The unique role of advanced practice nurses at the National Institutes of Health: Results of a 2006 survey
Article first published online: 24 JUN 2009
© 2009 The Author(s). Journal compilation © 2009 American Academy of Nurse Practitioners
Journal of the American Academy of Nurse Practitioners
Volume 21, Issue 7, pages 351–357, July 2009
How to Cite
Wallerstedt, D. B., Sangare, J., Bartlett, L. D. and Mahoney, S. F. (2009), The unique role of advanced practice nurses at the National Institutes of Health: Results of a 2006 survey. Journal of the American Academy of Nurse Practitioners, 21: 351–357. doi: 10.1111/j.1745-7599.2009.00419.x
- Issue published online: 24 JUN 2009
- Article first published online: 24 JUN 2009
- Received: February 2008; accepted: July 2008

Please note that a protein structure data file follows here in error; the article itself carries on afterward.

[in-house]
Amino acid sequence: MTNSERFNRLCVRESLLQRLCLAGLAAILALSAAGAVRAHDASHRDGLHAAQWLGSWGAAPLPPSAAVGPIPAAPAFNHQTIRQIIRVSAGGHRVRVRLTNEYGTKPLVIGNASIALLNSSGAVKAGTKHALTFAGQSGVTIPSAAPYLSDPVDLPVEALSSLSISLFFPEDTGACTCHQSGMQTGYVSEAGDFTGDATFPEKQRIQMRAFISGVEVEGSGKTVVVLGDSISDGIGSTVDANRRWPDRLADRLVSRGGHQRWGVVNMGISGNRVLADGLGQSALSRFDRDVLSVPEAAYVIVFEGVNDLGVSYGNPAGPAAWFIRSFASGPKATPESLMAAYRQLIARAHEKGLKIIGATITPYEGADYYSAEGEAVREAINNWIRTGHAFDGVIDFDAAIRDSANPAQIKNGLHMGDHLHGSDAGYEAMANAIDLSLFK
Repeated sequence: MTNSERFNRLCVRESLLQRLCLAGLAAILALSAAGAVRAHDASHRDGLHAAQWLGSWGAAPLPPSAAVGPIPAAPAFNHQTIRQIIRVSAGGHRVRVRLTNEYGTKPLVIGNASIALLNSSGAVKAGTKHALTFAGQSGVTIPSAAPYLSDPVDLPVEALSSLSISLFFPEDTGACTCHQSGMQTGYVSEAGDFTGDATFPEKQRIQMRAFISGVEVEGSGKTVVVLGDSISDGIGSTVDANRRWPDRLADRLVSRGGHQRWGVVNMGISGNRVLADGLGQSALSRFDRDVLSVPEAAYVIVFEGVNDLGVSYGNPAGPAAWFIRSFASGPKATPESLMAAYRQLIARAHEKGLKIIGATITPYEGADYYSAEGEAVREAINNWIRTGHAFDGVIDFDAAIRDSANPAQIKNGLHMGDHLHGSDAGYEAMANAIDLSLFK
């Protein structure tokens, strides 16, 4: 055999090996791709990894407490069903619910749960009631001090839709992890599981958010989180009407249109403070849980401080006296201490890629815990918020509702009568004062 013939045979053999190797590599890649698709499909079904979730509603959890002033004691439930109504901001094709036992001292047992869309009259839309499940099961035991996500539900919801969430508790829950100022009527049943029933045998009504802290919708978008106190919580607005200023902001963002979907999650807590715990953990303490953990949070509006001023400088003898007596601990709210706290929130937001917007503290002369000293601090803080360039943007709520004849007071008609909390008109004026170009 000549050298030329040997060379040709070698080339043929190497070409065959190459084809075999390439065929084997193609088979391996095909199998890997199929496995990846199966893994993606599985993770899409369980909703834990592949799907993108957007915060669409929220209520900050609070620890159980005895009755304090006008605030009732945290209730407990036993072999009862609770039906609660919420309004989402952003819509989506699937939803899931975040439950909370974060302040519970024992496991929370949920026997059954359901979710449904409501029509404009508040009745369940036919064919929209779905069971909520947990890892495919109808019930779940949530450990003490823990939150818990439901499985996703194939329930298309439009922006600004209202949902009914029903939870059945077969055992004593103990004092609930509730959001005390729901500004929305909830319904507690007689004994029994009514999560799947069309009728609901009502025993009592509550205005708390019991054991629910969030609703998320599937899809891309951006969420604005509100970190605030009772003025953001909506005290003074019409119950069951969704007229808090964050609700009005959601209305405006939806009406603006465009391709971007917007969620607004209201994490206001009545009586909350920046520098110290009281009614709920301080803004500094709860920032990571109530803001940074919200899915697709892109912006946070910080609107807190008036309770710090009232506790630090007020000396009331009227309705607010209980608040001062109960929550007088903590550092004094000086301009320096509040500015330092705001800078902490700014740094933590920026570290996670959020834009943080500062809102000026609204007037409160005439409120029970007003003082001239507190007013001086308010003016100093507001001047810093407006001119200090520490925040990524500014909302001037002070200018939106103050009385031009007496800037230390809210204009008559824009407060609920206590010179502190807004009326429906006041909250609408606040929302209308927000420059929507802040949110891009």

- Nurse practitioners;
- professional autonomy;
- nurse's role;
Purpose: To characterize the role of advanced practice nurses (APNs), particularly nurse practitioners (NPs), in the practice setting of the National Institutes of Health (NIH), a Federal biomedical research facility.
Data sources: APNs with prescriptive authority employed at the NIH were surveyed using an adaptation of the American Academy of Nurse Practitioners (AANP) “2004 Nurse Practitioner Sample Survey.” A total of 56 of 93 surveys were returned (63% response rate), and of these, 54 (96%) were completed by NPs.
Conclusion: In the 20 years they have been at NIH, the number of NPs has grown from less than 10 to more than 100. NIH NPs combine clinical research responsibilities with the provision of comprehensive medical management to patients enrolled on NIH protocols, blending clinical, research, educational, and administrative tasks into a unique and multifaceted role. There is a high level of satisfaction among NPs employed at the NIH, and they are considered an integral part of the research team.
Implications for practice: This survey shows the variability in practice opportunities available to NPs in a research environment and the impact they have on public health.